KIVERTY IVY VICTORIA OBENG vs WELBECK MENSAH YEMOH
  • IN THE SUPERIOR COURT OF JUDICATURE
    IN THE HIGH COURT (COMMERCIAL DIVISION)
    ACCRA - A.D 2018
KIVERTY IVY VICTORIA OBENG - (Plaintiff)
WELBECK MENSAH YEMOH - (Defendant)

DATE:  8 TH NOVEMBER, 2018
SUIT NO:  GJ/1747/16
JUDGES:  HIS LORDSHIP ERIC KYEI BAFFOUR JUSTICE OF THE HIGH COURT
LAWYERS: 
RULING

 

By this application the Plaintiff/Applicant is praying the court for the grant of an order of interlocutory injunction to restrain Defendant and his agents and assigns from dealing with the subject matter of the dispute being at Baatsonaa. She also ask for a further order appointing the Registrar of the court to receive rents and manage the property pending the final determination of the suit. In the affidavit that accompanied the application the applicant claim that the res litiga was acquired by the applicant but placed in the joint names of the parties whiles they were married in England. She claim that the marriage was dissolved in England making Respondent relocate to Ghana. Applicant depose that without the consent of her Respondent has taken control of the property, rented it out to tenants and failed to account for same.

 

It is therefore the prayer of the Applicant that an injunction be placed on further receipt of the rent by Respondent and a receiver in the person of the Registrar of the High Court appointed to collect the rent till the final determination of the suit. Respondent on the other hand has strongly resisted the application claiming that though the property is in their joint names but was solely acquired by him. He depose that he contracted his own brother to build property and paid for same. Respondent further contends that he relocated to Ghana not to escape his responsibility as a father to the two children of the marriage but instead he was discharged by the Brentford County Court on a charge of molestation brought against him by the Applicant. To Respondent the Batsonaa property was solely built by him as the Applicant who worked just two hours a week could not have made any meaningful contribution and Applicant was therefore not entitled to any 50% share in that property. This is more so as Respondent signed a consent order during their divorce proceedings relinquishing his claim to the property in England on the understanding that Applicant would have no share in the property in Ghana.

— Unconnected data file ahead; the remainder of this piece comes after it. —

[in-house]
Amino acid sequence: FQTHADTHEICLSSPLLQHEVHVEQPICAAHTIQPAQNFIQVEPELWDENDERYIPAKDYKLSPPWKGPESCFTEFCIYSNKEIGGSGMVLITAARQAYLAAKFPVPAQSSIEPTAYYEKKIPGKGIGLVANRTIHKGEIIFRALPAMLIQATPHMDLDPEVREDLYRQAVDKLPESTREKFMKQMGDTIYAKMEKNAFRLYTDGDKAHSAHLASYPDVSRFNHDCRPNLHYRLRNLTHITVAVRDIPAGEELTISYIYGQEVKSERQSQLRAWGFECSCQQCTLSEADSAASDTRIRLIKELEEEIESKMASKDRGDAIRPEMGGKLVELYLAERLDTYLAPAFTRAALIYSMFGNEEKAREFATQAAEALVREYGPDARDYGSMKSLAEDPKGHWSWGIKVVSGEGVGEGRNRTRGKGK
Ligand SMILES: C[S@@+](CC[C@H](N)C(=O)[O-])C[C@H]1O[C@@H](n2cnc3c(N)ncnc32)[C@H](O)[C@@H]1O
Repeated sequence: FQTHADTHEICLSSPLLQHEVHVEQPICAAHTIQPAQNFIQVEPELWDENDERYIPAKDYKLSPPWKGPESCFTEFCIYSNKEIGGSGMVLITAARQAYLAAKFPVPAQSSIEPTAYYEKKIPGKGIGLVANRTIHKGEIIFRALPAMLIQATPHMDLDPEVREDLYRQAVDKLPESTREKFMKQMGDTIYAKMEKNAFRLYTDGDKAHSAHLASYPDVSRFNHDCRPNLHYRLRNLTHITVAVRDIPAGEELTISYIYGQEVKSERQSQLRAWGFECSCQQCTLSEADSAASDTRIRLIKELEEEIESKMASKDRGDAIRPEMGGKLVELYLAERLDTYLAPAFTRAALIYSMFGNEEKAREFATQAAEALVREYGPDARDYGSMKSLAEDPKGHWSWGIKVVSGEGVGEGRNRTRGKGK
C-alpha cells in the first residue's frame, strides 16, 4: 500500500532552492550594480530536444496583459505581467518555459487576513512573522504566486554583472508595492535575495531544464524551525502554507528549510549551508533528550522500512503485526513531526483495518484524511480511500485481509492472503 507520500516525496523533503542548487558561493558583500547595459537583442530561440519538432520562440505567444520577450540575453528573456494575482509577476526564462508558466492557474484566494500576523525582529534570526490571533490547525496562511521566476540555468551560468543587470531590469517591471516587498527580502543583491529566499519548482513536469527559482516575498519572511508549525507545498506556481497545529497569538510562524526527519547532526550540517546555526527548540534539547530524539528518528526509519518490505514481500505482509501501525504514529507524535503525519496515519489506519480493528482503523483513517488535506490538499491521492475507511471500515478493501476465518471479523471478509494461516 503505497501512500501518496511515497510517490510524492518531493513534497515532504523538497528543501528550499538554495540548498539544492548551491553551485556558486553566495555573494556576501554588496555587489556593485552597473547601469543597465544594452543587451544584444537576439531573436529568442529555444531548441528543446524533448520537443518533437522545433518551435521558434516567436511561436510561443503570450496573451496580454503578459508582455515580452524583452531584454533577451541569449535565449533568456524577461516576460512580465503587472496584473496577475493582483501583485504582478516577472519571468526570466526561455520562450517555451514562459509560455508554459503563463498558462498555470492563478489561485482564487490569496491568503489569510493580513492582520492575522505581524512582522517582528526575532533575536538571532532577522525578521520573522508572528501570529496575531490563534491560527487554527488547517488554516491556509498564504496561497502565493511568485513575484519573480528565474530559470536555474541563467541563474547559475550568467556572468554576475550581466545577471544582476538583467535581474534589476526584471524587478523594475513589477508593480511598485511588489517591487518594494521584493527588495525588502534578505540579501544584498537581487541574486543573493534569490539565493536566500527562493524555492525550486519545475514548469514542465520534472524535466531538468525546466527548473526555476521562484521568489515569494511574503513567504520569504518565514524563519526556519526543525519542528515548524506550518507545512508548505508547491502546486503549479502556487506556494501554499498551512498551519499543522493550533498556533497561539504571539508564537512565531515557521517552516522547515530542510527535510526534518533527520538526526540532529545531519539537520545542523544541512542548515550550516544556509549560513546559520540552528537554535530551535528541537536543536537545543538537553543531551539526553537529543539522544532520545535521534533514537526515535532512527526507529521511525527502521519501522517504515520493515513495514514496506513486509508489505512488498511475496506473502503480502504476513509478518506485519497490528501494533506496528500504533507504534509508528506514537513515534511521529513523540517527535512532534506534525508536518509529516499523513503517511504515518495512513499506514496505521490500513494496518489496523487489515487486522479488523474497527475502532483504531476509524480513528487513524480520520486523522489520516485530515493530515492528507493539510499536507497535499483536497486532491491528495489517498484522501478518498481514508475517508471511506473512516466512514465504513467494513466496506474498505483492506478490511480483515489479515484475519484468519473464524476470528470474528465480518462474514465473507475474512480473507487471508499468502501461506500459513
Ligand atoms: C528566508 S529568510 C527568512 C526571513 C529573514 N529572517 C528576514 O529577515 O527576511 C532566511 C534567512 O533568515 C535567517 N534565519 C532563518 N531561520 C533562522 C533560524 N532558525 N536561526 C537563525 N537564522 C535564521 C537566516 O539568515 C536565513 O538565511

Finally Respondent makes the claim that the house is under renovation with no rent being paid and in the same breath claim that the house under renovation is occupied by him and his spouse.

Order 25 Rule 1 of the High Court (Civil Procedure) Rules, C. I. 47 states as follows:

“The court may grant an injunction by an interlocutory order in all cases in which it appears to the court to be just or convenient to do so, and the order may be made either unconditionally or upon such terms and conditions as the court considers just”

 

In an application for interlocutory injunction it is the duty of the applicant to demonstrate that there is a right that ought to be protected at law or in equity, that greater and irreparable hardship will be occasioned by the refusal of the application, that the application is not frivolous or vexatious and that compensation may not be adequate remedy. See the following cases: OWUSU v OWUSU ANSAH [2007-2008] SCGLR 870 at 875, VANDERPUYE v NARTEY [1977] 1 GLR 428; AMERICAN CYNAMID CO v ETHICON CO. LTD [1975] AC 396, THOMAS APPIAH ANSAH v NANA KATAKYIRE II Suit No. H1/154/11CA.